SFOR considers that: the size of armed forces has to be evaluated according to several parameters which are, the economic situation in the country. Indeed, currently the armed force exceeds largely the European standard. All European countries apply an average of 2% of their GDP for their defense. In addition, BiH cannot afford to maintain a 34 000 solder armed forces requesting 6% of the GDP. The current situation constitutes an unbearable burden for the economical life of the country. The other parameter is the security situation. For the time being there is no immediate external threat for BiH. For six years no attack against BiH occurred and all neighboring countries are joining Partnership for Peace and NATO. Armed forces do not constitute a threat for each other and a common defense strategy should be developed. Therefore SFOR is convinced that BiH does not need such big armed forces.

Second term implications: because of heavy taxes and budgetary deficit it induces. Too costly oversized armed forces may deter the foreign investments which are of paramount importance for BiH. As general Sylvester recalled during his last press conference, BiH should set a unique army for joining Partnership for Peace program. No state can support practically more than one army. Should BiH not join the PfP, it will not enjoy the benefit of this membership as opposed to its neighbors. As you know, a first 15% reduction was completed but still a further 40% is necessary to reach the appropriate level of forces. The way to proceed is strictly under the responsibility of the local authorities.

In conclusion, getting rid of so many soldiers is difficult challenge and may have social impact. In addition, it is not an easy political decision. However, it has to be clear that maintaining not indispensable soldiers that you can barely pay just to avoid additional unemployment is not a valid solution. Armed forces cannot and should not be considered as a social welfare. Furthermore, if BiH with the assistance of the World Bank, sets up a social plan to assist the civil reintegration of dismissed soldiers, then, in medium term, BiH will benefit from such a decision. Indeed, these former soldiers will participate to the economic restarting of the country instead of being unproductive soldiers of a too big army.

Last but not least, keep in mind that citizens of BiH who after all pay the bill for the armed forces with their taxes would be the beneficiaries of a defense reduction.

That’ all regarding my statement regarding the reduction of BiH armed forces.

Sanja Alikalfic, UNHCR:

Good morning to all on behalf of UNHCR.

As you are all aware, until now those houses which were completely destroyed were not included in any reconstruction program due to the high costs of their cleaning. In addition, rubble removal presents an important impediment also to the PLIP implementation, as the owners of destroyed houses occupy other people’s properties and the reconstruction of their houses might improve minority returns. For all above mentioned reasons, UNHCR SO S BiH has promoted a project in close partnership with the teams of RS and Federation Civil protection to tackle the needs of rubble removal throughout the area, especially focusing on Mostar and Stolac where the greatest need exists. This project, still on-going, is being successfully implemented as of the last month, targeting more than 20 houses which now can be considered by the reconstruction agencies.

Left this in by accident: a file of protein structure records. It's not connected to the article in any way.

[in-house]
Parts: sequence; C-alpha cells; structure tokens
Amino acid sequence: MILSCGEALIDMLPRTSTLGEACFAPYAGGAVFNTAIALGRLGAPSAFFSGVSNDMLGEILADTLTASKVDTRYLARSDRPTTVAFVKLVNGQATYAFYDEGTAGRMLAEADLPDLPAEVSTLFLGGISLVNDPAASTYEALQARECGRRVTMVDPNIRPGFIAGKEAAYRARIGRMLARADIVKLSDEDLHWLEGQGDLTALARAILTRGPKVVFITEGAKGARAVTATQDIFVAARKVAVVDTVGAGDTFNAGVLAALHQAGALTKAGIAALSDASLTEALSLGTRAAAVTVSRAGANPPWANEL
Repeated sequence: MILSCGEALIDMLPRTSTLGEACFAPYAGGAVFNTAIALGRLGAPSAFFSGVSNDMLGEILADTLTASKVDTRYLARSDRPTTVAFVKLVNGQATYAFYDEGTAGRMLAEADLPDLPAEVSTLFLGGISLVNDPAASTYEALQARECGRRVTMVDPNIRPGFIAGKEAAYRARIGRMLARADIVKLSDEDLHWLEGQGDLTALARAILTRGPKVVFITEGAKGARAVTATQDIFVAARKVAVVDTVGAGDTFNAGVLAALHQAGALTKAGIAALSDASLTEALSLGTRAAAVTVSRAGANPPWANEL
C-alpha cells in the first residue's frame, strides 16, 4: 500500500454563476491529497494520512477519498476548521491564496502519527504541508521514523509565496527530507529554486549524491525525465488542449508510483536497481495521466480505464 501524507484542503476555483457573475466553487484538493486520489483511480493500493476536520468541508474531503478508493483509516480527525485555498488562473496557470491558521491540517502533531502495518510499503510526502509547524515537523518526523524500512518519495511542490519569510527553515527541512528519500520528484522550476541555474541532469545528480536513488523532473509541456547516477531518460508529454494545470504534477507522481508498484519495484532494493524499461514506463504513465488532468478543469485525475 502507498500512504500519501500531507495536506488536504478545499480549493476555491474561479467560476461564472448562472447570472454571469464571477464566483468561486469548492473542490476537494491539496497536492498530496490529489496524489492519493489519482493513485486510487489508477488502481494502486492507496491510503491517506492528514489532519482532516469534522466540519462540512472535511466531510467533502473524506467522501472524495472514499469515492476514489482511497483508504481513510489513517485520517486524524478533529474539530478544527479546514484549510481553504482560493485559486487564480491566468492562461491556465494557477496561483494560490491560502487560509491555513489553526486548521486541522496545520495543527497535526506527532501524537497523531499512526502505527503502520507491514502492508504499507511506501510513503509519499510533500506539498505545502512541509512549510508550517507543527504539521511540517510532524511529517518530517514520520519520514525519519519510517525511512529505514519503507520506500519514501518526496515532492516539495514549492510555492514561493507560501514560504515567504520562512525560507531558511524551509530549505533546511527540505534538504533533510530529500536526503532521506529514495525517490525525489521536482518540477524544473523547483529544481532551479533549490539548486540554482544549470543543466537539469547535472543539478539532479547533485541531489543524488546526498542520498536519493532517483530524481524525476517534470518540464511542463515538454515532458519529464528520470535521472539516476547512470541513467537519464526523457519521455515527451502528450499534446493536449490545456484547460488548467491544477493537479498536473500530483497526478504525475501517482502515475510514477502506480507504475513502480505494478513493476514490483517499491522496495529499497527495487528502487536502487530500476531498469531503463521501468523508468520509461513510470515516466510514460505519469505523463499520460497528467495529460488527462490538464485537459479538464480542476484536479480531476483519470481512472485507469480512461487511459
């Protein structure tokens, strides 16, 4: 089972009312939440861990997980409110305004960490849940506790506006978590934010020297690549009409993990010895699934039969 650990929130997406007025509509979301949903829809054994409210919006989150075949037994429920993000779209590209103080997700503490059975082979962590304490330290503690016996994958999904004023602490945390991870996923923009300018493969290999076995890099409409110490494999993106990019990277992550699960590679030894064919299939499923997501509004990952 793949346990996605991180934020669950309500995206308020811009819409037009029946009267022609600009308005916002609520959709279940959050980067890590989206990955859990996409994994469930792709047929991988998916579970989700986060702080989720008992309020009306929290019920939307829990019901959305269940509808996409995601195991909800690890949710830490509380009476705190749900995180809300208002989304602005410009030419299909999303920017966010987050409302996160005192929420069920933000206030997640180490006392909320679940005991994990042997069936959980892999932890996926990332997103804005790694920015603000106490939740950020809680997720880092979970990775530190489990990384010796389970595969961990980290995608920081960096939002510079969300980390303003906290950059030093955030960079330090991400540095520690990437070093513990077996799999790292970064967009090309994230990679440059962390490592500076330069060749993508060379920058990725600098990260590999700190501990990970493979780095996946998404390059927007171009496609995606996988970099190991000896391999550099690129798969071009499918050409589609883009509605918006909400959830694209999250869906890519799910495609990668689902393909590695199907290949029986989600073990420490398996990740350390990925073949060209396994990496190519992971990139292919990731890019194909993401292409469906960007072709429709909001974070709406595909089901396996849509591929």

UNHCR is pleased to announce that all five collective centers on the territory of Bileca municipality were closed with the assistance of the RS Ministry of DPs and Refugees which managed to complete the settlement Dubrave consisting of 32 housing units where the residents were relocated on temporary basis, that is, until their final return to the prewar residences.

That’s all I have, thank you.

Stefo Lehmann, UNMIBH:

Good morning ladies and gentlemen. I will have to apologize for not coming down more often. But it’s great to be back and I wish I was still working here.

We have one statement which is relatively long but it does deal entirely with the Ministry of Interior and the fact that there is no Minister of Interior.

It is necessary to respond to unfounded accusations directed towards the IC, and in particular UNMIBH, claiming that we are obstructing the functioning of the cantonal government by refusing to appoint a cantonal Minister of Interior. The fact that these accusations are coming from a side which has for six years obstructed the proper functioning of joint government institutions, at both the cantonal and entity levels, makes these accusations absurd.

The appointment of a cantonal Minister of Interior is necessary for the maintenance of ethnic balance in the cantonal government. It is also in the interest of the IC and in particular UNMIBH to appoint a Minister in order to continue establishing a professional police force for the citizens of this canton.

It is worthwhile reminding the public of few things. Without any sense of urgency the HDZ waited almost three months to submit a candidate to replace former minister Dragan Mandic, three months, from April to July. In spite of this three-month delay and our serious reservations about the qualifications of Mr. Ivan Mandic, as a new ministerial candidate, we agreed to give Mr. Mandic the opportunity to demonstrate his commitment to defending the rule of law. Unfortunately, during his brief tenure, Mr. Mandic clearly demonstrated he was more concerned about protecting the interests of his party rather than the interests of citizens. Mr. Mandic refused to appoint Croats to fill the senior positions which were vacated by police officers who violated the law. By not filling these positions he prevented the balancing of the national structure of the Ministry of Interior. He refused to demobilize the surplus officers. He obstructed the continuing process of unification. He issued illegal orders, including ordering the Croat police (in Stolac) to disobey the chain of command. He obstructed UNMIBH’s access to information.